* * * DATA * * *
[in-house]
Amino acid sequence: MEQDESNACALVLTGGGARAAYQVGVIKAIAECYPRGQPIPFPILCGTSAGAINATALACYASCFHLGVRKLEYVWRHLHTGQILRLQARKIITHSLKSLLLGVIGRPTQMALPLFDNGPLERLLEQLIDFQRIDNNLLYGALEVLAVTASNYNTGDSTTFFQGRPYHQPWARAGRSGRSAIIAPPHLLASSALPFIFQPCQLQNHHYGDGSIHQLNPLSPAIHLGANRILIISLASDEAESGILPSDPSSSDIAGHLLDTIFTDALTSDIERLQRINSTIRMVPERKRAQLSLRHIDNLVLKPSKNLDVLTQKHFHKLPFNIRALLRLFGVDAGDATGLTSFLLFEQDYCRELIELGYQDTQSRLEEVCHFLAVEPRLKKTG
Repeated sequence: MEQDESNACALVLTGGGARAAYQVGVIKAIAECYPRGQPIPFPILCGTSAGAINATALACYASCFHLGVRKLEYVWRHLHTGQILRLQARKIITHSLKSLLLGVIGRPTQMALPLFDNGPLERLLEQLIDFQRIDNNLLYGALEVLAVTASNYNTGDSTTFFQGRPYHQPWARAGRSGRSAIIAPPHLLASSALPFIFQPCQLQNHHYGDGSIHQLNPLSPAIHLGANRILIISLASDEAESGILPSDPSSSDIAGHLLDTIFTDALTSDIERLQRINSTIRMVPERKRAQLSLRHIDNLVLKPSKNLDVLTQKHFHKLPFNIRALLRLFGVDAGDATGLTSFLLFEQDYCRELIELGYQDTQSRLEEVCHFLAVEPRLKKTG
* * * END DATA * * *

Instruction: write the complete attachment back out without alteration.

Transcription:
[in-house]
Amino acid sequence: MEQDESNACALVLTGGGARAAYQVGVIKAIAECYPRGQPIPFPILCGTSAGAINATALACYASCFHLGVRKLEYVWRHLHTGQILRLQARKIITHSLKSLLLGVIGRPTQMALPLFDNGPLERLLEQLIDFQRIDNNLLYGALEVLAVTASNYNTGDSTTFFQGRPYHQPWARAGRSGRSAIIAPPHLLASSALPFIFQPCQLQNHHYGDGSIHQLNPLSPAIHLGANRILIISLASDEAESGILPSDPSSSDIAGHLLDTIFTDALTSDIERLQRINSTIRMVPERKRAQLSLRHIDNLVLKPSKNLDVLTQKHFHKLPFNIRALLRLFGVDAGDATGLTSFLLFEQDYCRELIELGYQDTQSRLEEVCHFLAVEPRLKKTG
Repeated sequence: MEQDESNACALVLTGGGARAAYQVGVIKAIAECYPRGQPIPFPILCGTSAGAINATALACYASCFHLGVRKLEYVWRHLHTGQILRLQARKIITHSLKSLLLGVIGRPTQMALPLFDNGPLERLLEQLIDFQRIDNNLLYGALEVLAVTASNYNTGDSTTFFQGRPYHQPWARAGRSGRSAIIAPPHLLASSALPFIFQPCQLQNHHYGDGSIHQLNPLSPAIHLGANRILIISLASDEAESGILPSDPSSSDIAGHLLDTIFTDALTSDIERLQRINSTIRMVPERKRAQLSLRHIDNLVLKPSKNLDVLTQKHFHKLPFNIRALLRLFGVDAGDATGLTSFLLFEQDYCRELIELGYQDTQSRLEEVCHFLAVEPRLKKTG